Breastfeeding is a dynamic process that is characterised by physical, hormonal and psychosocial effects in both mothers and infants1,2,3. In particular, exclusive breastfeeding duration has been shown to play a vital role in bonding between mother and child through the promotion of positive affect and sensitive maternal behaviours4,5,6. Critically, exclusively breastfeeding mothers report lower stress, negative moods and anxiety than formula-feeders7 and this anxiolytic impact is further evidenced through stronger cardiac vagal tone modulation, reduced heart rate reactivity8, blood pressure9 and reduced hypothalamic-pituitary-adrenal axis activity to psychosocial stress2. Reduced blood pressure has also been associated with the percentage of meals still breastfed9. At the hormonal level, lactation requires oxytocin, a neurohormone synthesised in the paraventricular and supraoptic nuclei of the hypothalamus. Milk let-down is a process in which infant suckling induces release of oxytocin into the bloodstream through the neurohypophysis, stimulating the extraction of milk through contraction of myoepithelial cells in the mammary gland8. Oxytocin is simultaneously released into the brain via projections from the paraventricular nucleus, allowing for the hormone to have a direct influence on behaviour11. The increase in peripheral oxytocin during breastfeeding has been well-documented in saliva and plasma of mothers during the feeding process12. Furthermore, breastfeeding mothers have higher levels of oxytocin in general as compared to formula-feeders13, making increased levels of oxytocin a characteristic trait of lactating mothers.

Oxytocin is well-known for its peripheral role in the female reproductive system; however research over the last two decades has demonstrated that it also plays a critical role in affiliative and prosocial behaviour14,15. Intranasal oxytocin administration increases the salience of eyes in faces, enhances trust, generosity, social memory and emotion recognition in humans16,17,18. There is accumulating evidence that oxytocin might foster affiliative behaviour through both the perceptual enhancement of positive emotional cues and the perceptual reduction of negative, threatening cues19,20,21,22,23,24. This may be due to a mechanism in which oxytocin promotes the facilitation of approach-behaviours and reduces the tendency of withdrawal-behaviours25. Neuroimaging studies suggest this might be due to an attenuation of the amygdala as well as a reduction in functional coupling to regions of the brainstem in response to threatening scenes21,26,27.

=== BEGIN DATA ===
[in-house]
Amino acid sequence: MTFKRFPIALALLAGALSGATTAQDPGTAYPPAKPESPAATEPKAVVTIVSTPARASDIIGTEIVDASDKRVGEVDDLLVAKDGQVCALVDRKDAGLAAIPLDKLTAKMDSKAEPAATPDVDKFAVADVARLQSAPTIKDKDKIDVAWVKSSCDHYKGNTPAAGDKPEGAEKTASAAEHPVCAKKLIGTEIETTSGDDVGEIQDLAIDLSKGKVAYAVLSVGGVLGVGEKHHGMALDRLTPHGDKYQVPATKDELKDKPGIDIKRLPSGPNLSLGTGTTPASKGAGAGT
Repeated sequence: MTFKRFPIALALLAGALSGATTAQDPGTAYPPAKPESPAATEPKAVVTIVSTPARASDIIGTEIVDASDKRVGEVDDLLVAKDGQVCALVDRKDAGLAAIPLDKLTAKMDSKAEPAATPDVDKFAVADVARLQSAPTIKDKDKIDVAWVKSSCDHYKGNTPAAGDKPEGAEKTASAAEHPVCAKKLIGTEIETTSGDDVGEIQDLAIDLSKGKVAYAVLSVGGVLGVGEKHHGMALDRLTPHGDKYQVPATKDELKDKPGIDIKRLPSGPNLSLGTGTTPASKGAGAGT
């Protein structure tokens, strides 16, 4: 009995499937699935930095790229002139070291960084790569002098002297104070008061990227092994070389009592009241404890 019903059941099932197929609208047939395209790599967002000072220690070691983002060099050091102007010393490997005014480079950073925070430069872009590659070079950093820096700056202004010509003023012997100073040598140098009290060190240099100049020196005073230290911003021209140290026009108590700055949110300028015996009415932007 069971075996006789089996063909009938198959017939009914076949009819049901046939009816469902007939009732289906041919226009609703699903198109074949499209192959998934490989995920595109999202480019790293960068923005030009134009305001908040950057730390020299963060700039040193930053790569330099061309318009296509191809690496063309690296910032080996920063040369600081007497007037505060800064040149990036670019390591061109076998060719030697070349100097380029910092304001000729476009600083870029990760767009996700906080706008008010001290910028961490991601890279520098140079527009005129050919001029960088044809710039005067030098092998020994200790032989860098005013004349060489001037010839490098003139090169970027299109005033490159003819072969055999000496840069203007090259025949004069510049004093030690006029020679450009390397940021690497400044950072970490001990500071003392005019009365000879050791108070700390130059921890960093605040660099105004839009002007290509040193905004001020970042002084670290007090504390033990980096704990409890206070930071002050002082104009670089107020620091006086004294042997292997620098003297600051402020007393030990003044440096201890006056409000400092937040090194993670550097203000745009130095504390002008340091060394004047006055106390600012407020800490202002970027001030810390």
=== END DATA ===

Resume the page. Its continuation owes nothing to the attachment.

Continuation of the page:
As breastfeeding mothers exhibit an extended release of oxytocin12, the current study investigated whether breastfeeding experience promotes enhanced socio-emotional perception. Using a dynamic facial expression recognition task28, we explored whether breastfeeding behaviour, as indexed through both exclusive breastfeeding duration and current breastfeeding exposure (percentage of infant's diet still breastfed), is associated with individual differences in emotion processing in mothers. Based on theoretical accounts that assign a primary role to breastfeeding and oxytocin in maternal sensitivity4 and prior empirical work relying on intranasal administration of oxytocin18,19,20,21,22,23,24, we hypothesised that a greater exposure to breastfeeding would be associated with greater sensitivity to happy expressions while reducing sensitivity to expressions of threat (especially anger). As the majority of the aforementioned breastfeeding studies examined outcomes of exclusive breastfeeding duration, we used this index as our main variable of interest. Furthermore, focusing our investigation on differences in exclusive breastfeeding allowed us to examine variation within a group of breastfeeding mothers rather than coarsely contrasting formula feeding mothers to breastfeeding mothers.


Breastfeeding characteristics